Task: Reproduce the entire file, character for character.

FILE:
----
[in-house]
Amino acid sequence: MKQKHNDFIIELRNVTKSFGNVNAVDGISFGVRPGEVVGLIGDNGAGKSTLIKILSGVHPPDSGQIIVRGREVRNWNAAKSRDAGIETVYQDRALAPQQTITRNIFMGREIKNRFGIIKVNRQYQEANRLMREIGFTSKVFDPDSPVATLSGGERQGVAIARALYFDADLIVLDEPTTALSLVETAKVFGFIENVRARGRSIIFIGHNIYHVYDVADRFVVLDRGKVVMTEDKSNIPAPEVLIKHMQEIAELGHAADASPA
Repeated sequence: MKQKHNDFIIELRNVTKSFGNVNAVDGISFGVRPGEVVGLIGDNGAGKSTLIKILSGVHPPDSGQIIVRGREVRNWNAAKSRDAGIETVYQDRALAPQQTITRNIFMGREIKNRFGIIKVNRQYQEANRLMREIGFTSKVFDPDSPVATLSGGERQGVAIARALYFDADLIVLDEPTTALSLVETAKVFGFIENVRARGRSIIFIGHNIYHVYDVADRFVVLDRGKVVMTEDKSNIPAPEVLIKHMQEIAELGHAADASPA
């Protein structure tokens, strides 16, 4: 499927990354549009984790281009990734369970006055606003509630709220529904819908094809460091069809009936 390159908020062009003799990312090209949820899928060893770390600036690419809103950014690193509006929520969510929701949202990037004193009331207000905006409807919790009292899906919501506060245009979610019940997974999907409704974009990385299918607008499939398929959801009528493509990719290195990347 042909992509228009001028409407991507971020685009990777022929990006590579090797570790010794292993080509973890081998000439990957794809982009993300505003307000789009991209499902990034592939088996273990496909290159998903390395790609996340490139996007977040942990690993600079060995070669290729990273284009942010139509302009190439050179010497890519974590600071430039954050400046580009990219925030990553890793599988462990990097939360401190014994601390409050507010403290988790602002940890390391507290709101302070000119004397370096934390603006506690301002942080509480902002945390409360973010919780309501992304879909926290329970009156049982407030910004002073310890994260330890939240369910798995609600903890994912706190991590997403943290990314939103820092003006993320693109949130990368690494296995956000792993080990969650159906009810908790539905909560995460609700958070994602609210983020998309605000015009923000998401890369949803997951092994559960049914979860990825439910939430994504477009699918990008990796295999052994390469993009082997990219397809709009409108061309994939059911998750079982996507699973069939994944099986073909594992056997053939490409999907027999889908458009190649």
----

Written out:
[in-house]
Amino acid sequence: MKQKHNDFIIELRNVTKSFGNVNAVDGISFGVRPGEVVGLIGDNGAGKSTLIKILSGVHPPDSGQIIVRGREVRNWNAAKSRDAGIETVYQDRALAPQQTITRNIFMGREIKNRFGIIKVNRQYQEANRLMREIGFTSKVFDPDSPVATLSGGERQGVAIARALYFDADLIVLDEPTTALSLVETAKVFGFIENVRARGRSIIFIGHNIYHVYDVADRFVVLDRGKVVMTEDKSNIPAPEVLIKHMQEIAELGHAADASPA
Repeated sequence: MKQKHNDFIIELRNVTKSFGNVNAVDGISFGVRPGEVVGLIGDNGAGKSTLIKILSGVHPPDSGQIIVRGREVRNWNAAKSRDAGIETVYQDRALAPQQTITRNIFMGREIKNRFGIIKVNRQYQEANRLMREIGFTSKVFDPDSPVATLSGGERQGVAIARALYFDADLIVLDEPTTALSLVETAKVFGFIENVRARGRSIIFIGHNIYHVYDVADRFVVLDRGKVVMTEDKSNIPAPEVLIKHMQEIAELGHAADASPA
């Protein structure tokens, strides 16, 4: 499927990354549009984790281009990734369970006055606003509630709220529904819908094809460091069809009936 390159908020062009003799990312090209949820899928060893770390600036690419809103950014690193509006929520969510929701949202990037004193009331207000905006409807919790009292899906919501506060245009979610019940997974999907409704974009990385299918607008499939398929959801009528493509990719290195990347 042909992509228009001028409407991507971020685009990777022929990006590579090797570790010794292993080509973890081998000439990957794809982009993300505003307000789009991209499902990034592939088996273990496909290159998903390395790609996340490139996007977040942990690993600079060995070669290729990273284009942010139509302009190439050179010497890519974590600071430039954050400046580009990219925030990553890793599988462990990097939360401190014994601390409050507010403290988790602002940890390391507290709101302070000119004397370096934390603006506690301002942080509480902002945390409360973010919780309501992304879909926290329970009156049982407030910004002073310890994260330890939240369910798995609600903890994912706190991590997403943290990314939103820092003006993320693109949130990368690494296995956000792993080990969650159906009810908790539905909560995460609700958070994602609210983020998309605000015009923000998401890369949803997951092994559960049914979860990825439910939430994504477009699918990008990796295999052994390469993009082997990219397809709009409108061309994939059911998750079982996507699973069939994944099986073909594992056997053939490409999907027999889908458009190649």